Army sinks Navy in flag football
YONGSAN GARRISON, South Korea – Even with Army up by two touchdowns at halftime, at no point did Navy’s faithful lose hope that the sailors would bounce back and score a rare victory over the soldiers.
“I expect Navy to take it back in the second half,” said Navy fan Shane Blocher. “Actually, we have a lot of Marines, so even if we don’t win, these guys are sure to put up a fight and put some points on the board.”
Soldiers from 8th U.S. Army’s Area II, mainly Yongsan, went on to win 38-0 in Saturday’s 20th renewal of the Army-Navy flag-football rivalry games played on the Korean peninsula, the last 18 at Yongsan’s Lombardo Field or at Seoul American High School’s Sims Field.
Such rivalry games have existed in the Pacific since 1990, when soldiers from 10th Regional Support Group and Fleet Activites Okinawa began gathering every first Saturday in December at Torii Station for their own games.
Army won the Okinawa game – staged at Camp Shields for the first time – by a 25-0 score and holds a commanding 19-8 lead in that series, though Navy had won four of the previous five games.
Korea’s rivalry game for the Peninsula Trophy began in 1997 and was held at Camp Humphreys for its first two years. Soldier have been even more dominating in this series, leading 17-3 following Saturday’s shutout victory.
And in 2002, sailors and Marines from Yokosuka Naval Base began going up against soldiers from nearby Camp Zama. That rivalry has since become mainly Zama soldiers vs. sailors from Naval Air Facility Atsugi.
Navy broke the string of shutouts in Korea and Okinawa, but still fell 14-13, giving Army an 8-7 lead in this series, a Pacific sweep this year and a 44-18 overall lead.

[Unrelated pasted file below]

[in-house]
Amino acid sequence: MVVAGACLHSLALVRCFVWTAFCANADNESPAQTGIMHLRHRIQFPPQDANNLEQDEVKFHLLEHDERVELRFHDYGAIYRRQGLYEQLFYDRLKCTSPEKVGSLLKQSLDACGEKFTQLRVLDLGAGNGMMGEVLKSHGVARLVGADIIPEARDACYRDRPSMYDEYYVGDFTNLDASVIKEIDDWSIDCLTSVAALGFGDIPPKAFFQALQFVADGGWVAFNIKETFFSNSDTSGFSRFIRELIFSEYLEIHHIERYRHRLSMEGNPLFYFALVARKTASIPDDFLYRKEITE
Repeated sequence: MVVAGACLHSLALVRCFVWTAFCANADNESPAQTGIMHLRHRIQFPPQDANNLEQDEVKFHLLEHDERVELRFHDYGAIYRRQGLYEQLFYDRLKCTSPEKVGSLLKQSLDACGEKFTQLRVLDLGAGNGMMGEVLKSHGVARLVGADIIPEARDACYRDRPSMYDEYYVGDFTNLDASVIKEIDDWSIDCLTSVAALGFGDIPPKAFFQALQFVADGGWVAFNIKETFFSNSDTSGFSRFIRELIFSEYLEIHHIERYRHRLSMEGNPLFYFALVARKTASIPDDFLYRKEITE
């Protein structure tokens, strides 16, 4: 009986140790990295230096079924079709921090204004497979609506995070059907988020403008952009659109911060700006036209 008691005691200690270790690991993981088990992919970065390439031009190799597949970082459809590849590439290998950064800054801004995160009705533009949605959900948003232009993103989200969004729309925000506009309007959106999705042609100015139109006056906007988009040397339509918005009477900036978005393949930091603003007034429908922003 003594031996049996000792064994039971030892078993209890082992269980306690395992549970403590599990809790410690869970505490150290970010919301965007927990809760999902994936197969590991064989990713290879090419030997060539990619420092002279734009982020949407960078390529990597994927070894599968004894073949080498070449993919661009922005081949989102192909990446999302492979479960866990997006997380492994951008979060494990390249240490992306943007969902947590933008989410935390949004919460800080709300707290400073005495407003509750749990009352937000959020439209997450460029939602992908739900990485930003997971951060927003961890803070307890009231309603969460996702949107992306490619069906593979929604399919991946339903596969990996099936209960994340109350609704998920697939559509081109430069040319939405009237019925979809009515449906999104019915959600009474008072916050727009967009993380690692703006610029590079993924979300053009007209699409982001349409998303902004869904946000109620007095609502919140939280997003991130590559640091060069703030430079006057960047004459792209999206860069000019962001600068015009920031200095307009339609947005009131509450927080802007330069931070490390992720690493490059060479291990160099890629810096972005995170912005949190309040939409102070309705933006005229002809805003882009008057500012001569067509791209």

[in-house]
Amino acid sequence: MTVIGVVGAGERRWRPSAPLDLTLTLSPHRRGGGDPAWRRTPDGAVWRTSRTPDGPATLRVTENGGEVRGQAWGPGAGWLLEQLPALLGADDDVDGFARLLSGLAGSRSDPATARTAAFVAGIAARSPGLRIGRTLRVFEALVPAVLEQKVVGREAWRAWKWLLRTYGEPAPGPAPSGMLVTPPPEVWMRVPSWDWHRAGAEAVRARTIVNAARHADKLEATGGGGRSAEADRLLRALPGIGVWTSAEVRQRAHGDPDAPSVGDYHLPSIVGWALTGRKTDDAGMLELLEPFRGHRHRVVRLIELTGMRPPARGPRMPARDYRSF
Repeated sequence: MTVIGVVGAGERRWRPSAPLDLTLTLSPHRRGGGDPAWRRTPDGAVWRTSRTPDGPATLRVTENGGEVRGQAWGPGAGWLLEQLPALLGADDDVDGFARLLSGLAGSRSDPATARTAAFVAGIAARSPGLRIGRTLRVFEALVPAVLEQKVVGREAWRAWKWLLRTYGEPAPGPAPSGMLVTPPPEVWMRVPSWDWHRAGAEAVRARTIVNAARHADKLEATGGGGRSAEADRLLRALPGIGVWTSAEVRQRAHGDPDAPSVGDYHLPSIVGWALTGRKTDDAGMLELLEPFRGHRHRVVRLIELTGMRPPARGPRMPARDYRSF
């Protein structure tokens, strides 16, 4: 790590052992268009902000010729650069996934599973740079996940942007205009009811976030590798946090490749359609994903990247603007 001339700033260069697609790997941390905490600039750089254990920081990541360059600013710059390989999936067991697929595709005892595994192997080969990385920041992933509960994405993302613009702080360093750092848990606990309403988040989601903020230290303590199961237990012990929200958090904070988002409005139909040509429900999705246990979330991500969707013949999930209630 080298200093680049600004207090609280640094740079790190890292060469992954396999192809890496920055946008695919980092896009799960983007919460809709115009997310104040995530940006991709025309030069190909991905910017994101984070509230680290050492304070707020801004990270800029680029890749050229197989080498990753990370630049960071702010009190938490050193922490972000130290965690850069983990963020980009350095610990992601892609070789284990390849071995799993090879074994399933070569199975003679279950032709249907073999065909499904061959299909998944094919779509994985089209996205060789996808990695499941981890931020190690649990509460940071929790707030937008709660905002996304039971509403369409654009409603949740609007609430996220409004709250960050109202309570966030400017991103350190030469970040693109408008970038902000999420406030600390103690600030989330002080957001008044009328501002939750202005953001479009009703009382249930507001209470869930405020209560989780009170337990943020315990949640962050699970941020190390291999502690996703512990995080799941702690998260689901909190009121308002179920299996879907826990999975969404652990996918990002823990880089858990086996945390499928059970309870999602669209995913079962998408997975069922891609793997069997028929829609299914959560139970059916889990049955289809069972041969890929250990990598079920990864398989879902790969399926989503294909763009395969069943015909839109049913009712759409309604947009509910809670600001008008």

These games are designed to coincide with the Army-Navy service academy games that conclude college football’s regular season. Saturday’s game was played at Navy-Marine Corps Stadium on the Naval Academy campus at Annapolis, Md.
Saturday’s flag contest at Sims Field was conducted before just over 100 fans and under pastel-blue skies but the temperatures were a bit on the chilly side, 35 at game time.
This year’s Army team featured the youngest ever to play in the series – Ethan Grazak, a seventh grader at Seoul American Middle School who is the son of Seoul American High’s assistant principal, Erin Grazak.
“I expected Army to win, especially with their long winning streak,” said longtime Area II sports director Bennie Jackson, who helped launch the series. Army has now won nine straight Peninsula Trophy games.
While they are rivals on the field, ranking recreation officials say the true goals of the game go far beyond what happens between the sidelines.
“Remember folks, no matter the outcome tonight, katchi kapshida, we go together, we serve together,” said Yongsan’s recreation chief Tim Higgs, invoking the Korean expression which means “let’s go together.”
“It isn’t a complete contest. The whole point of tonight is unity,” Higgs said.
Ethan Jenkins is a student-journalist at Seoul American High School.
Subscribe to our Stripes Pacific newsletter and receive amazing travel stories, great event info, cultural information, interesting lifestyle articles and more directly in your inbox!
Follow us on social media!